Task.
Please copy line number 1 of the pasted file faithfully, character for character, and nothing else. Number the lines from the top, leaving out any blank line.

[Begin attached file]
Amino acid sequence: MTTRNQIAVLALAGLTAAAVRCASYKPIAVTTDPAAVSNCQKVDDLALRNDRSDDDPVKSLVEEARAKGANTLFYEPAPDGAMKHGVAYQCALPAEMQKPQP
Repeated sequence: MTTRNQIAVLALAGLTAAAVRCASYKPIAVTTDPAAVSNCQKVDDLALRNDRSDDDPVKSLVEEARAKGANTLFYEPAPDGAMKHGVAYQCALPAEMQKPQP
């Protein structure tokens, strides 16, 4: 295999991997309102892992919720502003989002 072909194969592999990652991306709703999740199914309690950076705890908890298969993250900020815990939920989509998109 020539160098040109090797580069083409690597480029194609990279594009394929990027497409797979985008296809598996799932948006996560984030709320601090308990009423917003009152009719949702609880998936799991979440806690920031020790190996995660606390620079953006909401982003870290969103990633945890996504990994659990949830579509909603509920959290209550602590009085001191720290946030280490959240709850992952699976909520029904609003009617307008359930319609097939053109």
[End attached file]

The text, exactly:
Amino acid sequence: MTTRNQIAVLALAGLTAAAVRCASYKPIAVTTDPAAVSNCQKVDDLALRNDRSDDDPVKSLVEEARAKGANTLFYEPAPDGAMKHGVAYQCALPAEMQKPQP